And climate inevitably leads to environment, because environment is utterly fused to climate. One creates the other. As in Conrad’s classic novel of tropical climate, the environment is shaped by that hot, humid climate. Thus we have the jungle of the Congo, an environment which creates a breeding ground for all manner of reptilian, insect and mammalian life which to those early Western explorers seemed as foreign as the Moon to those first astronauts. And, again, the environment Conrad relates is fused to Marlow’s mood and actions. There is utter authority here, truth.

Social structures, language and mores

It could be argued, and I would say successfully, that social structures, language and mores are shaped by geography, geology, climate and environment. And all of that affects how your characters, and how your plot will unfold. So, what social structures are there in your society? Is it based on a feudal system, or an oligarchy, and where does your protagonist sit in that structure?

Language? Certainly language reflects the customs and mindset of a society. Take, for example, the Spanish term for: I really like this, which is: le gustó mucho. Quite literally translated from English to Spanish, the phrase refers to taste, as in: this tastes good. So, that reveals something about Spanish society and the historical importance of good food, and how good food makes you feel.

And language also reveals a society’s mores. So, in your story, what are the unspoken, accepted social conventions of your society? Is a handshake an acceptable and respectful form of greeting, or is physical contact anathema?

All of these minutia are paramount to creating a believable, immersive story for your reader, especially when these elements are revealed through the actions and thoughts of your characters.

How to do all that? Well, to put it in perhaps simplistic, facile terms: let’s pretend. Just play that game we all played as children. I don’t know about you, but I was very adept at playing Let’s Pretend. I’d build worlds and customs. How many of you, for however brief a moment, believed the floor was lava, and you had to jump around the furniture, much to your parents’ chagrin, to avoid being horribly incinerated by the deadly floor? You believed it. Now you’re going to write about that with the same intimate detail and conviction.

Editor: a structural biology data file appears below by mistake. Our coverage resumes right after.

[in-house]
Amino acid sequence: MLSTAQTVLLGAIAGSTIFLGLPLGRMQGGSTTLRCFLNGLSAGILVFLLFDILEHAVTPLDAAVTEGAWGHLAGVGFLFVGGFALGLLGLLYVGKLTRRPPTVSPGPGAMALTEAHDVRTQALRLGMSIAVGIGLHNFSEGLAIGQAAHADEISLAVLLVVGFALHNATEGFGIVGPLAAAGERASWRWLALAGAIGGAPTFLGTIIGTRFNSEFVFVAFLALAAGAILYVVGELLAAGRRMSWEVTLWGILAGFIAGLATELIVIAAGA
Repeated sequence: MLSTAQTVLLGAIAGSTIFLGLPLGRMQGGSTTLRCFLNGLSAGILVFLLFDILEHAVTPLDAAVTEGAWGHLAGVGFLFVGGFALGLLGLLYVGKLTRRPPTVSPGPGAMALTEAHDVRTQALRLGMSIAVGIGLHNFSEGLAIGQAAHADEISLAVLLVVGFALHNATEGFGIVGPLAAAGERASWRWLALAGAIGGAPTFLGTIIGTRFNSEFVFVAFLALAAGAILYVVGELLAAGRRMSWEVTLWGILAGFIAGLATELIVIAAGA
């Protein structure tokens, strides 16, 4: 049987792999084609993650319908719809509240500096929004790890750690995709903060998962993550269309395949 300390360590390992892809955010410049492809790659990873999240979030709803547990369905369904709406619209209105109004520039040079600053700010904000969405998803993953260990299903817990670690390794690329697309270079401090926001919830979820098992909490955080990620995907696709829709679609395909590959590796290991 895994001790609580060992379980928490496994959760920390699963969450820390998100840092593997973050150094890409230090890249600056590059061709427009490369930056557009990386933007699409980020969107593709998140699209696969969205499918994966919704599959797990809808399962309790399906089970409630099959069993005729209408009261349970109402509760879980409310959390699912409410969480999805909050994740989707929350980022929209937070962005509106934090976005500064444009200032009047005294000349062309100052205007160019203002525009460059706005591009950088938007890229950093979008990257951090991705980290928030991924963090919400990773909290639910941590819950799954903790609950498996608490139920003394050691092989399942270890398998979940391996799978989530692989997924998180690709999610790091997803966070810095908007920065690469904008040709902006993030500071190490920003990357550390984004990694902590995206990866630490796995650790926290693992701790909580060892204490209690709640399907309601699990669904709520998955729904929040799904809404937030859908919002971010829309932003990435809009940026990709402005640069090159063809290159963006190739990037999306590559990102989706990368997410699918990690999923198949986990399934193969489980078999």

We’re dream-makers, we writers. We either virtually visit our own world and relate that to our readers, or we create new worlds and invite our readers to come along the journey. When you write through the eyes of your character, that world blooms in your reader’s imagination, and thus we create this remarkable, silent communication which no one hears, but we all witness. Magic.

About LorinaStephens

Since 1980 Lorina Stephens has worked as editor, freelance journalist for national and regional print media, is author of seven books both fiction and non-fiction, been a festival organizer, publicist, lectures on many topics from historical textiles and domestic technologies, to publishing and writing. Her short fiction has appeared in Canada’s acclaimed On Spec, Polar Borealis, Neo-Opsis, Postscripts to Darkness, as well as several anthologies. Her book credits include: The Rose Guardian, Five Rivers Publishing 2019 Caliban, Five Rivers Publishing 2018 Stonehouse Cooks, Five Rivers Publishing 2011 From Mountains of Ice, Five Rivers Publishing 2009 And the Angels Sang, Five Rivers Publishing 2008 Shadow Song, Five Rivers Publishing 2008 Recipes of a Dumb Housewife, Lulu Publishing 2007 Credit River Valley, Boston Mills Press 1994 Touring the Giant’s Rib: A Guide to the Niagara Escarpment; Boston Mills Press 1993 Lorina Stephens is presently working on a new novel, Hekja's Lament, and putting together another collection of short stories, Dreams of the Moon. She lives with her husband of four plus decades in a historic stone house in Neustadt, Ontario.
Bookmark the permalink.

Leave a Reply

Your email address will not be published. Required fields are marked *

This site uses Akismet to reduce spam. Learn how your comment data is processed.